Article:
Jewish-Serbian architect Greta Ferušić—the only known person to have survived both Auschwitz and the Siege of Sarajevo—died in January this year in Sarajevo, Bosnia, at the age of 97. Though her work isn't widely known in the US, she was an architectural pioneer in Bosnia and the first woman to teach at the University of Sarajevo’s architecture school, where she eventually became dean.
Born Greta Weinfeld in the Yugoslavian city of Novi Sad in 1924, Ferušić was the only child of a prosperous Jewish businessman and his wife. In the 1997 documentary Greta, which chronicled her life story, she described her childhood as idyllic and carefree: “Every luxury was available to me,” she said, lovingly describing the “well-planned” home her family had built in 1935.
In the spring of 1944, the Nazis rounded up the remaining Jews in Novi Sad, including Ferušić and her family, and sent them to Auschwitz-Birkenau. Immediately separated from her family, the nineteen-year-old never saw her parents, aunts, uncles, or grandparents again. She remained imprisoned there until January 1945, when the Soviet army liberated the camp’s inhabitants.
After her liberation from Auschwitz, Ferušić returned to her home city in Serbia. “It was better to think of the future and what could be done with it than to mourn for what had been and for what was lost,” she said in the 1997 film. “I was young and it was logical that my eyes turned to the future and not to the past.” Ferušić sold her family home and in December of 1945, less than a year after her liberation, she enrolled at the Faculty of Architecture at the University of Belgrade. Once a naturally gifted student, she struggled in her first year, saying that her time in camp had severely damaged her memory. But by the end of her first term, she passed a notoriously difficult mathematics exam—of the 440 students in her program, only 40 had elected to take the test and just 10 passed.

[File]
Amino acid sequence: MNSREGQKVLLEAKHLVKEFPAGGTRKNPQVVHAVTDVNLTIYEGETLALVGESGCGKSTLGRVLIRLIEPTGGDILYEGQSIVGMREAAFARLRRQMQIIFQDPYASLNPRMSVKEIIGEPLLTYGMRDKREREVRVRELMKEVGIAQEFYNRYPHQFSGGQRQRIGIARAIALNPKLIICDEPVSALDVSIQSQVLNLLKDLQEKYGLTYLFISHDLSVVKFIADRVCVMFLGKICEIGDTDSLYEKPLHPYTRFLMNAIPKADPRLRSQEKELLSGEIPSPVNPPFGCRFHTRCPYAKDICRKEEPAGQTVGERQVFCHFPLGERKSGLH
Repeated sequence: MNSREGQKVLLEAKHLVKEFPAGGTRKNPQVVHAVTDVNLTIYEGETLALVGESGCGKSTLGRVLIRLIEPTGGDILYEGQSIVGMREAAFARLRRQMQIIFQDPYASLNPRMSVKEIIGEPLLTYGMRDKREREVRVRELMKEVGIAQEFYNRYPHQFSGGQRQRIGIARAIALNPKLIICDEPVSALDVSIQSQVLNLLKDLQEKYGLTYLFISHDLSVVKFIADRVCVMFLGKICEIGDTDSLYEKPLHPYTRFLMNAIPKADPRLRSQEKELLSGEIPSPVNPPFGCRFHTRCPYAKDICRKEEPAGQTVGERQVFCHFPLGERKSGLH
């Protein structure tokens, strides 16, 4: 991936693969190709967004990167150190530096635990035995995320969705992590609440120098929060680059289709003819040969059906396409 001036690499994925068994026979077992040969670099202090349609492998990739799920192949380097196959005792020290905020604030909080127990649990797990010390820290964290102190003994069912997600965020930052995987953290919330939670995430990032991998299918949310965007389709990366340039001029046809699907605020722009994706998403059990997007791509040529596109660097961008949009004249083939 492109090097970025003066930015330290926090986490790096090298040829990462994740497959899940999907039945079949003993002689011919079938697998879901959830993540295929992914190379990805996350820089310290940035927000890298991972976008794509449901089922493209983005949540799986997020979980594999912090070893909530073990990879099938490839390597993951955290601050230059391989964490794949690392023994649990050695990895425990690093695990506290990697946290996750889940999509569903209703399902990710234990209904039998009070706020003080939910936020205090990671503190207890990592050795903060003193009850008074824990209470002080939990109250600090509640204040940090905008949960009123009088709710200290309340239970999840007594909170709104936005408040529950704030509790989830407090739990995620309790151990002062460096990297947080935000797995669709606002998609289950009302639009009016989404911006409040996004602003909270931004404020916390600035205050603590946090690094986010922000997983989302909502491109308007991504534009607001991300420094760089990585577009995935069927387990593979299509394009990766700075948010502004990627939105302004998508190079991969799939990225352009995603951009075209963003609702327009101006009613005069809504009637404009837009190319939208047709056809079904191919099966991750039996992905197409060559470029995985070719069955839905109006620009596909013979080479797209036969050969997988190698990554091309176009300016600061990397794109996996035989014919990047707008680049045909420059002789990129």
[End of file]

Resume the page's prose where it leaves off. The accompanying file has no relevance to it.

In school, she met her future husband Seid Ferušić, a Bosnian Muslim and classmate. The couple married in 1948 and eventually settled in Sarajevo, then a prosperous city known informally as “the Jerusalem of Europe.” Seid found work as a civil engineer and in 1952, Ferušić began teaching at the University of Sarajevo’s architecture school. She was appointed vice-dean of the university’s Architecture Faculty in 1970, and dean in 1972.
“I always enjoyed teaching, and I took great care to present as clearly as possible matters that are, for architects—I will not say difficult—but unpleasant,” she said. A technical specialist, she noted that “architects never enjoy the construction aspects of their projects; they like to leave them to someone else. But they are very important for an architect’s general knowledge.”
Nearly 50 years after being torn from her childhood home and her family in Serbia, Ferušić’s life was once again upended by war in 1992, when the Yugoslav People’s Army surrounded Sarajevo. While many of her neighbors and friends fled (including her son, his wife, and their small children), Ferušić refused to be forced from her home once again. “I belong to this city,” she said of her mindset at the time. “Let the fate of the city and its inhabitants also be my fate.”
For the next four years, Sarajevo endured constant bombardment, first by the People’s Army and then by the Bosnian Serb Army. The Ferušićs stayed in the city even after a tank shell fell on their apartment; she and her husband sheltered in their bathroom while the ceiling of their living room collapsed. “Before, I always felt safe at home, even though terrible things happened outside,” she said of the event. “That whole feeling of security was disturbed.” By the final 1995 cease-fire, over 11,000 people had been killed—including over 5,000 civilians.
“It was another genocide,” said Ferušić. “The only fault of the Bosnians was that they were Bosnians, just as the only fault of the Jews was that we were Jews. For another time in my life, I was not in control of my own destiny. I was an instrument in someone else’s hands.”
Haris Pasovic, the Bosnian director who made the 1997 documentary and a fellow survivor of the siege, told the New York Times that he believes Ferušić became an architect because she had witnessed so much destruction and wanted to build things instead. Today her family continues that legacy. Her son, Edgar, his wife and their two sons are all architects, and one of her grandsons, Relja Ferušić, is a founding partner at the Barcelona-based firm Sala Ferušić.